Canadian Doc Bloc Shortwork

Jason Whyte | Get Reel Movies

Healing Bells (Canada, Director: Taylor Crowspreadshiswings)

A brief four minute visual poem on a young Indigenous woman who loves to dance and sew. There are just a few fleeting but gorgeous shots of the countryside and the young woman’s story along with a few minor flashbacks telling about past tragedy and how she pushes forward with her passions, including motherhood. It’s a slight but effective little short that would also fit in a shorts package featuring many more of these personal stories. 

Jason Whyte | Get Reel Movies

Modern Whore (Canada, dir. Director: Nicole Bazuin)

A stylish look at escort Andrea Werhun’s online reaction to her sex work and exactly all of the process she goes through to satisfy her clients, MODERN WHORE is also a very revealing and thankfully honest look into the online reactions that an escort has and how she deals with it. One particular sequence involves her reading an online review from “Mr. CEO” that is completely different from what actually happened, and in a re-enactment we get her side of the story. Nicole Bauzin’s direction is very breezy and colourful (even using shifting aspect ratios and re-creating a 1970s film look in some areas), and I especially loved the recreations which were done tastefully and that she genuinely enjoys her work…just as long as her clients are respectful enough.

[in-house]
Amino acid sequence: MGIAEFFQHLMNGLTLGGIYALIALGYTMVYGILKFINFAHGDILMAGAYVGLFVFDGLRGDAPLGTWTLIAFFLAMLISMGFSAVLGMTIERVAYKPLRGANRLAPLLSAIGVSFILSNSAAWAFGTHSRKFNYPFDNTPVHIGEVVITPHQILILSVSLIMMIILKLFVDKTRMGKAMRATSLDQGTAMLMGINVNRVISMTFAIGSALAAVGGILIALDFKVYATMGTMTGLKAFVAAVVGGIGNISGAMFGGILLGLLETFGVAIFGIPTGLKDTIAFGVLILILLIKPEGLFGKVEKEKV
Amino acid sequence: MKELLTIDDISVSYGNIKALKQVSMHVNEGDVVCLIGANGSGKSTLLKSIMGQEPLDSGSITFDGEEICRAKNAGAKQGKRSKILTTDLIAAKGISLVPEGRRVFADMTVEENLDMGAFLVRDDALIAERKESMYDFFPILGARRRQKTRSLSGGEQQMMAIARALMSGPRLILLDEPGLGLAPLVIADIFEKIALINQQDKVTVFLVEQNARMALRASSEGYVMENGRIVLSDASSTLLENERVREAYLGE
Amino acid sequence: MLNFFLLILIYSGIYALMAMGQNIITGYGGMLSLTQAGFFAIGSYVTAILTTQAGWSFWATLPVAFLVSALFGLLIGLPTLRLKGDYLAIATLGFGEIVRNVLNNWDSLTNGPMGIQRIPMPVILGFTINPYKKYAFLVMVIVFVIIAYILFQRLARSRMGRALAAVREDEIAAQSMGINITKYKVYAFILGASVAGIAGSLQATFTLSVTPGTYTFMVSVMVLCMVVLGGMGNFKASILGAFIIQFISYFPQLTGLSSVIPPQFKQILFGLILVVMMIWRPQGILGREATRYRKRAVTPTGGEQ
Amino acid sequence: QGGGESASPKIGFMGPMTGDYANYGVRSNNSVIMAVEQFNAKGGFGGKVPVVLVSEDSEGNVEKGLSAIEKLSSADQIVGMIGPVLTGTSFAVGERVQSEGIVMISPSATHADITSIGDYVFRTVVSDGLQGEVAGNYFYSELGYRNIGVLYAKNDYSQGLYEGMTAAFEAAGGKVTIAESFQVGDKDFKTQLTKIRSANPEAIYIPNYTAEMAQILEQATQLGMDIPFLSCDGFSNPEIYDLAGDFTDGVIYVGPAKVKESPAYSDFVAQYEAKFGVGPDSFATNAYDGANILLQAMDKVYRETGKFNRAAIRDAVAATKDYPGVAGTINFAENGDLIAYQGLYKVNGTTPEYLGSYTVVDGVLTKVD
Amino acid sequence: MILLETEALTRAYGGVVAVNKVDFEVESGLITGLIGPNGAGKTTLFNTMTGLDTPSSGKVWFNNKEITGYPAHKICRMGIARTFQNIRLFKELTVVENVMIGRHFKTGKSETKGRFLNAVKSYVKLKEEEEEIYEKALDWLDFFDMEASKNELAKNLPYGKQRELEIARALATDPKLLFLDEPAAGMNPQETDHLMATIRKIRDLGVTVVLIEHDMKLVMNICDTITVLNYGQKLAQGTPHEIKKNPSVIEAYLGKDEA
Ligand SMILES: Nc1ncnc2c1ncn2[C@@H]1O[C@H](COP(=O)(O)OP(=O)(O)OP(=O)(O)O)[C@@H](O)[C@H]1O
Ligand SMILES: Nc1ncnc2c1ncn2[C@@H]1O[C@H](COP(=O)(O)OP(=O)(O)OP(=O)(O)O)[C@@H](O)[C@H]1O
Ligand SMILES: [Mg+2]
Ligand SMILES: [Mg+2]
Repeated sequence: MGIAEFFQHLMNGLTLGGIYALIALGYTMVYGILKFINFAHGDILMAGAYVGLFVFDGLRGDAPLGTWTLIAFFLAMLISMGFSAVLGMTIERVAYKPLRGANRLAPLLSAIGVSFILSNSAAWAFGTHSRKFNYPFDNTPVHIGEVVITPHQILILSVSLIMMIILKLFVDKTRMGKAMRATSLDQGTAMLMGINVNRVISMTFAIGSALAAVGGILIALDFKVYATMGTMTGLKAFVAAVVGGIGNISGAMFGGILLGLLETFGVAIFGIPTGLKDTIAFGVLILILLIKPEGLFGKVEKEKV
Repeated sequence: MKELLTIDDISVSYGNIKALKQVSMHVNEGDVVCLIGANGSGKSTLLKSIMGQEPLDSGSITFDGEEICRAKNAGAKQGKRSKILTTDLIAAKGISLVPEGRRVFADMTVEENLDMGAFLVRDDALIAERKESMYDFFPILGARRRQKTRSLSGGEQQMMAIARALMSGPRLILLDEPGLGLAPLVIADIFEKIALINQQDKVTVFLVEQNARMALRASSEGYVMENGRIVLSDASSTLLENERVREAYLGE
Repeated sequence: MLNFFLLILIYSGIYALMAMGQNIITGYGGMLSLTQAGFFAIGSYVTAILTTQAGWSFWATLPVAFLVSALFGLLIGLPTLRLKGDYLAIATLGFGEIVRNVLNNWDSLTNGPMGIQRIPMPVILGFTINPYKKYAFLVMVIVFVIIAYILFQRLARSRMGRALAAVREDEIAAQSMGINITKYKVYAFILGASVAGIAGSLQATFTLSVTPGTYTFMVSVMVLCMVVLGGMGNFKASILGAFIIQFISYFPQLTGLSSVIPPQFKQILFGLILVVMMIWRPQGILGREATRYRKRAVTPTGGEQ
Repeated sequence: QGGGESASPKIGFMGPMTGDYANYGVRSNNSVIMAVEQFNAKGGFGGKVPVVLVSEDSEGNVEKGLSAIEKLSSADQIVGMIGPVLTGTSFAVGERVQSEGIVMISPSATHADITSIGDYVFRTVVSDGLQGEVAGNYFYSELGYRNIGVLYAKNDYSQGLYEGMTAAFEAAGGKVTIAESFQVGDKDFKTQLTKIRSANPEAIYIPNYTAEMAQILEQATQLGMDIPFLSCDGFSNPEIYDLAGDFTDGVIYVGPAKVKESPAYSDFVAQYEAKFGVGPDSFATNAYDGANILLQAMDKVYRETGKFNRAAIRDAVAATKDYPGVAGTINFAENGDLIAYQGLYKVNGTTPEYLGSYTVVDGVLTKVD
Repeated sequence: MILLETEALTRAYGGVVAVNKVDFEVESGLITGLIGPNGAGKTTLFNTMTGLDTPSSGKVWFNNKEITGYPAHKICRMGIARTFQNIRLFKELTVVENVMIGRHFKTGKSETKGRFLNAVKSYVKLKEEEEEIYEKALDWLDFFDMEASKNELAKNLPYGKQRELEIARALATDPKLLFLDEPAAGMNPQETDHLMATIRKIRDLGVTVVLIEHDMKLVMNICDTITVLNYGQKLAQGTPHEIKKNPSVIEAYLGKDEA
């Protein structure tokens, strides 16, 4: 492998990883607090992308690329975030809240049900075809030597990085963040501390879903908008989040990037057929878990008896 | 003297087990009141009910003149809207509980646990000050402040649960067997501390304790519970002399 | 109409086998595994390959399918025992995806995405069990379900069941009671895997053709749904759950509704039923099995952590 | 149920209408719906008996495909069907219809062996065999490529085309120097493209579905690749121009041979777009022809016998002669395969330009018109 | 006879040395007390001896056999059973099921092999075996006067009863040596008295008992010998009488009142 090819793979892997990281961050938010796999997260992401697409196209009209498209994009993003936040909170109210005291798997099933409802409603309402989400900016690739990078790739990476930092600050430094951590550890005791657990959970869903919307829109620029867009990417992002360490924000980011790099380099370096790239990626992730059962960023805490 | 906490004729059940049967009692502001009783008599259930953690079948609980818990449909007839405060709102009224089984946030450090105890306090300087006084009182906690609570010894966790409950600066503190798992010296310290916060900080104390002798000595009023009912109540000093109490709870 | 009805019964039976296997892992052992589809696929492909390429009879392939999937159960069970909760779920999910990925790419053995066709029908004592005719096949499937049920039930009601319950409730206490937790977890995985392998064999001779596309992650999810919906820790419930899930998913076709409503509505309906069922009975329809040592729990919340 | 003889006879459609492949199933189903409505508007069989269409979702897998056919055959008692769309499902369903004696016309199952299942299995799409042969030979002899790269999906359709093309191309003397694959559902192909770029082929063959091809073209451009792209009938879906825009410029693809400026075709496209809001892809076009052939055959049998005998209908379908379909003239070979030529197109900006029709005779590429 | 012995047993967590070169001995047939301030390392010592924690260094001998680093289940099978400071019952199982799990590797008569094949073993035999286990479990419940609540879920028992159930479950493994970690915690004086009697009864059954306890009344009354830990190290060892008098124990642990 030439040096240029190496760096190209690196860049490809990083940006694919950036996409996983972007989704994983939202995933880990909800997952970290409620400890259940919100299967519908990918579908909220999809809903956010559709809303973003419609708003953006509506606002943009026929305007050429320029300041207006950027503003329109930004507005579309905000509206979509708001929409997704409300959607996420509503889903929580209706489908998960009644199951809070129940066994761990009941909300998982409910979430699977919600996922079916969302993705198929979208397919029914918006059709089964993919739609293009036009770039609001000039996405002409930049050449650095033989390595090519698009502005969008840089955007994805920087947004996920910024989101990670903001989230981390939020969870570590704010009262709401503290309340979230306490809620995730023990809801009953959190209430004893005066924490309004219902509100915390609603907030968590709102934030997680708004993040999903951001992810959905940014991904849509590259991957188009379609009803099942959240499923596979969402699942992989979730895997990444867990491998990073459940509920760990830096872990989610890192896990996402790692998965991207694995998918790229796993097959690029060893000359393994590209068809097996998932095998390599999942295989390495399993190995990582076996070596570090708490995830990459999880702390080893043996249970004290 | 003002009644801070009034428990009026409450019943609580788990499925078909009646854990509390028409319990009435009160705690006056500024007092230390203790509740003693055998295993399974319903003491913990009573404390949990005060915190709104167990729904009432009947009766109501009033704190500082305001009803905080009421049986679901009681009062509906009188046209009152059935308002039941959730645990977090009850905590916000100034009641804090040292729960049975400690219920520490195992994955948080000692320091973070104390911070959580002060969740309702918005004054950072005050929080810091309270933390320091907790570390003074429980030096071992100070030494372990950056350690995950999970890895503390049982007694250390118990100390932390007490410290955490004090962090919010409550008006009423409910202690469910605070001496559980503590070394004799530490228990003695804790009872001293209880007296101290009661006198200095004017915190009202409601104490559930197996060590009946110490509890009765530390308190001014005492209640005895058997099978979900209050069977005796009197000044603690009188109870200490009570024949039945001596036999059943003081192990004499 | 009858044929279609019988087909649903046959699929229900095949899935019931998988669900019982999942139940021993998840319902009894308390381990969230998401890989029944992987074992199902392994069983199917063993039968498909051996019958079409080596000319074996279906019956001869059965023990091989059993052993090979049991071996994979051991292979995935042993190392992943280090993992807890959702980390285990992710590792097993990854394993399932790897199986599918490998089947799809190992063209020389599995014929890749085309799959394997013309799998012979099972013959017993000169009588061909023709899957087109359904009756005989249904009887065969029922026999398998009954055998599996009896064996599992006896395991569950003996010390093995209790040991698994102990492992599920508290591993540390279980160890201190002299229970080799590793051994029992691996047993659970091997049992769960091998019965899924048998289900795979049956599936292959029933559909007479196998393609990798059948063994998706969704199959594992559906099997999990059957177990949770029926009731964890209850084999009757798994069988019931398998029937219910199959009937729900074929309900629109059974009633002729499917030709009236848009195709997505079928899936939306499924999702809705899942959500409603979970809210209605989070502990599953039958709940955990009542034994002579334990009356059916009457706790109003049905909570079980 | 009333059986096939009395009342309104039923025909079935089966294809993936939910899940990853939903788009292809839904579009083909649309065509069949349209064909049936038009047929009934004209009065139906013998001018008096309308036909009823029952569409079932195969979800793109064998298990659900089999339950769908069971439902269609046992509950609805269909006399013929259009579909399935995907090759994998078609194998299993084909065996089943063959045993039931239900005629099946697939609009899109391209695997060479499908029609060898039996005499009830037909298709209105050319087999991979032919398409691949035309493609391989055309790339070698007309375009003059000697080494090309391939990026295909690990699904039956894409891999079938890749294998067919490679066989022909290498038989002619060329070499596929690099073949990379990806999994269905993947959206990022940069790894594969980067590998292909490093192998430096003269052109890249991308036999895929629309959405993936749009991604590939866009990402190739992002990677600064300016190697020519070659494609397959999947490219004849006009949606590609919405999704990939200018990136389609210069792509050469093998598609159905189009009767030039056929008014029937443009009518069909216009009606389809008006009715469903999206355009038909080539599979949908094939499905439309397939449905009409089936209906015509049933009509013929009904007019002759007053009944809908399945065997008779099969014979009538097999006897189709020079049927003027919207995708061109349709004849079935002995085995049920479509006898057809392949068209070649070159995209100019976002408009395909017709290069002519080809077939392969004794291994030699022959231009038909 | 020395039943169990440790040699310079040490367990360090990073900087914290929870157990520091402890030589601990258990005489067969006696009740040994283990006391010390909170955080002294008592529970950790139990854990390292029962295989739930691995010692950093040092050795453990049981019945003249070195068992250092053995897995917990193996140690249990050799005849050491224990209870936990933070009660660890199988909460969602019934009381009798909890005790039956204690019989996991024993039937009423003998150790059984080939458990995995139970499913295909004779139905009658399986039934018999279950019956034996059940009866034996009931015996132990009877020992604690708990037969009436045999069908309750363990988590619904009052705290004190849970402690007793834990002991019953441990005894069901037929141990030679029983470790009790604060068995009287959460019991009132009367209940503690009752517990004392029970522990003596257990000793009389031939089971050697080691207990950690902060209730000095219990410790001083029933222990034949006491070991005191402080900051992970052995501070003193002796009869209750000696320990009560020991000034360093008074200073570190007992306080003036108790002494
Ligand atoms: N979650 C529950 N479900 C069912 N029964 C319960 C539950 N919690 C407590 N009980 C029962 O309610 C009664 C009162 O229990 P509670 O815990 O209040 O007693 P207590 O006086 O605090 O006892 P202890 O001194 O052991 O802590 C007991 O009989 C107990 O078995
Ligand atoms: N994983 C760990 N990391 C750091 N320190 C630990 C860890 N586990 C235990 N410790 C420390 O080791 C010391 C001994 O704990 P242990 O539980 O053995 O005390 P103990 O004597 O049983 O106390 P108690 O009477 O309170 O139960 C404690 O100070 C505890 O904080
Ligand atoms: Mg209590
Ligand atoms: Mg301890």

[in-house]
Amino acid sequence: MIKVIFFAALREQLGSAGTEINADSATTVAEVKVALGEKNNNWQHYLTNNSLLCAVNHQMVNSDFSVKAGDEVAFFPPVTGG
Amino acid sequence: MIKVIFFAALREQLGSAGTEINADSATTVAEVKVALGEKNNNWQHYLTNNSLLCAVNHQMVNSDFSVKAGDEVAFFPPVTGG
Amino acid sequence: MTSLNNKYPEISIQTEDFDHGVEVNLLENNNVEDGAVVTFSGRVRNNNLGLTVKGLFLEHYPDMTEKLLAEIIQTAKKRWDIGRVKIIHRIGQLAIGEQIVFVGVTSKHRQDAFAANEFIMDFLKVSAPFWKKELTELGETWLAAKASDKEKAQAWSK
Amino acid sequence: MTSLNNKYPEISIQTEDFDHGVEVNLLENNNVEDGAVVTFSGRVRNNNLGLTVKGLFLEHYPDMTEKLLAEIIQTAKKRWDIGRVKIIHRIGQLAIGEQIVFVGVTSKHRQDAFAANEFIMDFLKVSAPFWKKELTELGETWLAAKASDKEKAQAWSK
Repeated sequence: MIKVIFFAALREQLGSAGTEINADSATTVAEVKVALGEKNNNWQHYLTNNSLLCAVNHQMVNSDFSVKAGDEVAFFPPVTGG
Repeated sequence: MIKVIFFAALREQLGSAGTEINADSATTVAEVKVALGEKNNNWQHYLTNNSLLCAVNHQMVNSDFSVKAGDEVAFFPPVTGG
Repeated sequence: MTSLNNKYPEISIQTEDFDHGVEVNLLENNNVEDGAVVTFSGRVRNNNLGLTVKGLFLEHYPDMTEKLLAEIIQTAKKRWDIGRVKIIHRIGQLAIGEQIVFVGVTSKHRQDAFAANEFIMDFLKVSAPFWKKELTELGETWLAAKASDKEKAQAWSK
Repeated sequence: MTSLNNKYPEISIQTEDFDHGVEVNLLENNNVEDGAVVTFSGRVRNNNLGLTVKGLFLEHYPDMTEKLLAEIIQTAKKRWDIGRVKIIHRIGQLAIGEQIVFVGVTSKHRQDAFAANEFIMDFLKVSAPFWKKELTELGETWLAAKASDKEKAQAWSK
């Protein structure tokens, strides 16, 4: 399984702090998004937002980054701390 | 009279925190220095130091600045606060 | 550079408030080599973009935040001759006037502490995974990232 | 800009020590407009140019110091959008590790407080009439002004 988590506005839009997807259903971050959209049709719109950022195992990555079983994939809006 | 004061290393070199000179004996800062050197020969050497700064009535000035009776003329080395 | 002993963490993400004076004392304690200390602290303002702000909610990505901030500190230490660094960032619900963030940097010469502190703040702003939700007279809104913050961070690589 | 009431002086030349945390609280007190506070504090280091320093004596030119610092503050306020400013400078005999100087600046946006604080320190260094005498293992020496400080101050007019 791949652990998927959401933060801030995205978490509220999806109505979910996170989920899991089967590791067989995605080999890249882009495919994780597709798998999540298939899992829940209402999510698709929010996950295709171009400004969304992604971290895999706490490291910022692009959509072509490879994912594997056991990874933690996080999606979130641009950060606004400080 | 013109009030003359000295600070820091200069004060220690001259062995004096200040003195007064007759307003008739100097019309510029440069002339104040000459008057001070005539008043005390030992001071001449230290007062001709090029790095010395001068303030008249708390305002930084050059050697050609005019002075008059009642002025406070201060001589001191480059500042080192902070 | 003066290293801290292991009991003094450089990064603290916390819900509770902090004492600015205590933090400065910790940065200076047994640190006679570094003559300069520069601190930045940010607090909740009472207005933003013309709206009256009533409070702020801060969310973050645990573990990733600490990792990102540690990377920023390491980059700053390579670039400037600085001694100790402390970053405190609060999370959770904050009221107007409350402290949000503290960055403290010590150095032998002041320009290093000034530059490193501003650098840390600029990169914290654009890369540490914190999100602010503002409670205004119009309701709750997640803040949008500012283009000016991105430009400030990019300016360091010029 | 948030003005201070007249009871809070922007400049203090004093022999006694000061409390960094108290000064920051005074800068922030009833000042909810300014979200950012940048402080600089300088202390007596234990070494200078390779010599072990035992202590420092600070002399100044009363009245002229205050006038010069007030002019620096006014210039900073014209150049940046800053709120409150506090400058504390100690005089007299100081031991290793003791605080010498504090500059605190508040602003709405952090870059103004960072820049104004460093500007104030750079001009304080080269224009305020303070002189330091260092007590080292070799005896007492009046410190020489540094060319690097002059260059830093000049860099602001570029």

Jason Whyte | Get Reel Movies

The Painter From Nowhere (Canada, dir. Director: Christian Trineer, 30 min)

There’s a moment in THE PAINTER FROM NOWHERE that I absolutely identified with; one day, filmmaker Christian Trineer ventured outside with a new camera just to get footage and winds up running into a complete stranger who invites him to make a documentary. You’d be surprised at the people you meet when you are just outside getting photos. In this case, Trineer winds up profiling Polish-Canadian painter Zbigniew Kupczynski and his work over many decades. His paintings are incredible to look at and while he’s a very eccentric and funny storyteller, what sets THE PAINTER FROM NOWHERE apart was the relationship between Zbigniew and his wife Eve, a no-nonsense woman who has no problem bickering with her husband at any moment or even right to Trinner. Brisk and fun in just 30 minutes — almost wanting a mid-length or short feature out of this — THE PAINTER FROM NOWHERE is a telling story of interesting artists who migrated to Canada many years ago and how they have adapted.

Jason Whyte | Get Reel Movies

Scars (Canada/France Director: Alex Anna, 10 min)